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Re: A warning for those of you who hunt deer
Reply #4 - Oct 14th, 2015 at 6:18pm
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Many tick bitten folks also have the helminths I have, or other species, those that infect rodents which the nymphs feed on.  My LLMD makes use of what I can relate to her.  Things exotic have been coming into the US for a long time.  The depigmentation of elephants ears is similar to the depigmentation seen in humans who have riverblindness, for example.  Yet we go with the mantra, they're not here in the US!  Baloney!
  
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Re: A warning for those of you who hunt deer
Reply #5 - Jul 3rd, 2016 at 4:00am
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Now who's crazy, me or the Muslim Dr. who said I was crazy?  Lord knows, that's all that matters to me! 

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Re: A warning for those of you who hunt deer
Reply #6 - Jul 4th, 2016 at 1:10am
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Any chance you still have the parasites in you?

  

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Re: A warning for those of you who hunt deer
Reply #7 - Jul 6th, 2016 at 4:01am
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There are some in my hands, sealed in the lymph duct that runs from ulna to pinky.
  
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Re: A warning for those of you who hunt deer
Reply #8 - Sep 10th, 2016 at 2:37pm
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Time to add some new information.  I find I am not alone, and for four years now, despite folks arguing with me on some forums, I was right!  (You need to Login or Register to view media files and links)
  
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Reply #9 - Feb 17th, 2017 at 6:21am
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Here's a link so you can see what's going on in my hands.  (You need to Login or Register to view media files and links)

Lots of hunters here in SE Ohio this past season have reportedly found green gooey stuff in their deer, mostly in the legs but scattered throughout the deer.  These are the adult nests, they're in there, surrounded by microfilaria.  The nests that manage to get out of the legs, concentrate near places the deer can't get to, should air transport for the microfilaria arrive.  Here's a pic one girl took.  She got some real huckleberry explanations for the green, like:  Those are bruises and wounds from where the deer has been fighting!
  
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Re: A warning for those of you who hunt deer
Reply #10 - Mar 24th, 2017 at 6:17am
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So much for "only in the tropics", which is what the head worm hunter at NIH tried to tell me.

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Re: A warning for those of you who hunt deer
Reply #11 - Apr 20th, 2017 at 8:28pm
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This is what it's like to have them:  (You need to Login or Register to view media files and links); This is the large female that is in my left hand.  Bear something in mind here.  I packed these for many years with no idea that I had them.  They were down in my legs producing microfilaria.  After getting strongyloides from cats, I managed to kick up an immune response that I'd not had for many years, and the hands is where the immune response chased them to.  They're prisoners now.  My Lyme disease Dr. has volunteered to remove the big one, but I want to try some other herbals first.  She's not going anywhere, I keep some anthelminthic herbals circulating in my blood to make sure she stays there.  I can't wait to get pics of her out of there, so I can send them to the stupid Muslim Dr. who said, "Dat neuropathy, I am the Dr."!  For you vets, I checked with the VA, linked them to the same vid, and I got a response!  They set me up with a young Dr., but I am leery!  I've had a Dr and a hospital claim I was delusional, and I'm not interested in spending time around a bunch of people who really are!  So, I think I'll let my Lyme Dr. have at her.  More trust there, as she is learning about herbals from me.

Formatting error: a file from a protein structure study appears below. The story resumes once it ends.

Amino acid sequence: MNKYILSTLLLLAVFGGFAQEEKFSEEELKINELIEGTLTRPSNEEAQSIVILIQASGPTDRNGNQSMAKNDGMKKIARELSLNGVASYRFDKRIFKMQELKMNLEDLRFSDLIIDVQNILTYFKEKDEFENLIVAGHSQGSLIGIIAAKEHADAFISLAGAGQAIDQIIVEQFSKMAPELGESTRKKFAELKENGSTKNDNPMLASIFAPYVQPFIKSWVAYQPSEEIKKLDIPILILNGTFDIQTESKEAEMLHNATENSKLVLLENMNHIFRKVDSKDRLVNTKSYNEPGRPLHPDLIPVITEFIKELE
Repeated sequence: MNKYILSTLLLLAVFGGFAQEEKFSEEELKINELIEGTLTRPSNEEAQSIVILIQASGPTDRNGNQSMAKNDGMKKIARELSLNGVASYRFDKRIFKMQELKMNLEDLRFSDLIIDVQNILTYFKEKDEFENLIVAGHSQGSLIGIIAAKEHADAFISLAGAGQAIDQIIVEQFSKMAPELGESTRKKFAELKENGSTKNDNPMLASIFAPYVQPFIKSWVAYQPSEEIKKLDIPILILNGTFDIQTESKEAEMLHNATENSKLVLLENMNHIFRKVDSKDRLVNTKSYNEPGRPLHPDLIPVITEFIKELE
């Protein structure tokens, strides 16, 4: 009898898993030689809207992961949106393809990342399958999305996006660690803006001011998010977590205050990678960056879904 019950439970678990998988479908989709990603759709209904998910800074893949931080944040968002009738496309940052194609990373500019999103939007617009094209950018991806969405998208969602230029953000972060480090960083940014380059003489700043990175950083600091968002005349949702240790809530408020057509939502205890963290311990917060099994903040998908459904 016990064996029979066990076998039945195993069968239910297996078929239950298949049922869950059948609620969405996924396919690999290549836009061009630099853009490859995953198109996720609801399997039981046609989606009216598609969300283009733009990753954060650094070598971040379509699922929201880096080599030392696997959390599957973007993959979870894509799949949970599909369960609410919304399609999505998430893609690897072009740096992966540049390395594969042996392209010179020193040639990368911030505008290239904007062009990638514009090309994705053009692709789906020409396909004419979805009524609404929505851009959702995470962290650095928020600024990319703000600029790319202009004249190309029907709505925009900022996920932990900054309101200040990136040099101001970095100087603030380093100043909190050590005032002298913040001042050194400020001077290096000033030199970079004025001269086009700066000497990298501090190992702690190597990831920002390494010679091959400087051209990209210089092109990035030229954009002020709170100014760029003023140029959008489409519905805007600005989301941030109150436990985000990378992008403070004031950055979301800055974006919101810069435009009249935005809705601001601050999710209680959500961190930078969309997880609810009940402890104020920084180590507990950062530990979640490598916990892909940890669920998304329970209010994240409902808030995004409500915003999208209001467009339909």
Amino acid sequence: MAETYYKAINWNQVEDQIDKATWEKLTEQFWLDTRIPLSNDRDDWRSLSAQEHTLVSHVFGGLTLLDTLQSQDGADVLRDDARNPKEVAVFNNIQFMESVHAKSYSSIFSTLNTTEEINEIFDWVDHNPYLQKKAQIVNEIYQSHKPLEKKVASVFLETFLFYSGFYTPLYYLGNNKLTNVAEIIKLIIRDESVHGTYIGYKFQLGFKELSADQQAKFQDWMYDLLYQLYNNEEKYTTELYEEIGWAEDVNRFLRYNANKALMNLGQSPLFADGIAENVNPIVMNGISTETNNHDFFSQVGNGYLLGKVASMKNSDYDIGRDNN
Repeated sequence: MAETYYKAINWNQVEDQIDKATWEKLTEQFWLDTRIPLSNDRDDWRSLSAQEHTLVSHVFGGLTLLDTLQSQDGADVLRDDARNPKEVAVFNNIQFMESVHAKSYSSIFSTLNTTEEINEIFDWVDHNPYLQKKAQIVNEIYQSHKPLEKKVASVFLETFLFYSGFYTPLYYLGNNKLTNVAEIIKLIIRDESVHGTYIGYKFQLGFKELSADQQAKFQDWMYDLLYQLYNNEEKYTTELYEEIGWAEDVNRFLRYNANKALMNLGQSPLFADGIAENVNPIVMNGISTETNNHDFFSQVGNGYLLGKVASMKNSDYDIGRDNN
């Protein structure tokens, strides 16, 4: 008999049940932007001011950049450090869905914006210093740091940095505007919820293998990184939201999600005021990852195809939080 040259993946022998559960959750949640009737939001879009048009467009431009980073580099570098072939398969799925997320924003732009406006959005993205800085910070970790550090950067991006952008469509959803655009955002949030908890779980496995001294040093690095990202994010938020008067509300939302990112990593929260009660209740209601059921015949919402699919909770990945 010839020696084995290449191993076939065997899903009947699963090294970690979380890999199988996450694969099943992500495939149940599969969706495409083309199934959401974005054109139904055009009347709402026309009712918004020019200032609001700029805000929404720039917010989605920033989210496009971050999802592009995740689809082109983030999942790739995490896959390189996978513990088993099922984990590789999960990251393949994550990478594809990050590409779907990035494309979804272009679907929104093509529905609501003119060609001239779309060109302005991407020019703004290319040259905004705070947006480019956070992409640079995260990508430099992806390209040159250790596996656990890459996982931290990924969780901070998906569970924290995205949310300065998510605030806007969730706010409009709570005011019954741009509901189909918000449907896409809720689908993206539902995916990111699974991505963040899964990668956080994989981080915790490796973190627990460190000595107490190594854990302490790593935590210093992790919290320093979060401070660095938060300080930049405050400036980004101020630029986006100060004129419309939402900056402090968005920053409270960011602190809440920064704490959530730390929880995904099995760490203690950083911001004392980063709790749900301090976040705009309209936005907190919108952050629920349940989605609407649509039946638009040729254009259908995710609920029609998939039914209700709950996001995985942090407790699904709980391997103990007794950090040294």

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Re: A warning for those of you who hunt deer
Reply #12 - Oct 19th, 2018 at 3:11pm
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A slight update.  DNA of a filarial helminth, a worm that causes symptoms of river blindess or elephantiasis in humans, has been found in ticks in the NE US.  This species inhabits rodents, groudhogs, squirrels and such.  It has been know in them since at least the 1930s. Some of the research specimens came from a Canadian groundhog back then.  It would be safe to say that they are likely in all the US.  Ticks that are carrying them are averaging around 30% of those tested.  The microfilaria are very tiny, .007"long x .0001"wide!  If you have a white ring around your iris, on your cornea, and your OD tries to tell you that it's harmless cholesterol, don't believe them!  I have this white ring, my dad had it too, and he's dead now! I have an area on the back of my neck, where I remember mom pulling the first ticks off me when I was around four years old that is getting better!  I remember the bell's palsy that caused when I was in my teens!  Oh, the species name!  Monanema martini.  In squirrels they make the pleural cavity their home, guess how many times I had my fingers in there during my younger days!  Recent research in Africa shows that the species causes onchocerciasis in humans, just like the better known wuchereria bancrofti and brugia malayi.  Biggest difference is that m. martini doesn't yet appear to be associated with wolbachia, an endosymbiotic bacteria that the big two do have.  M. martini is resistant to Ivermectin and Moxidectin.  In infections with b. malayi and w. bancrofti, killing the endosymbiot with antibiotics sterilizes and sometimes kills the worms.  Probably not so m. martini.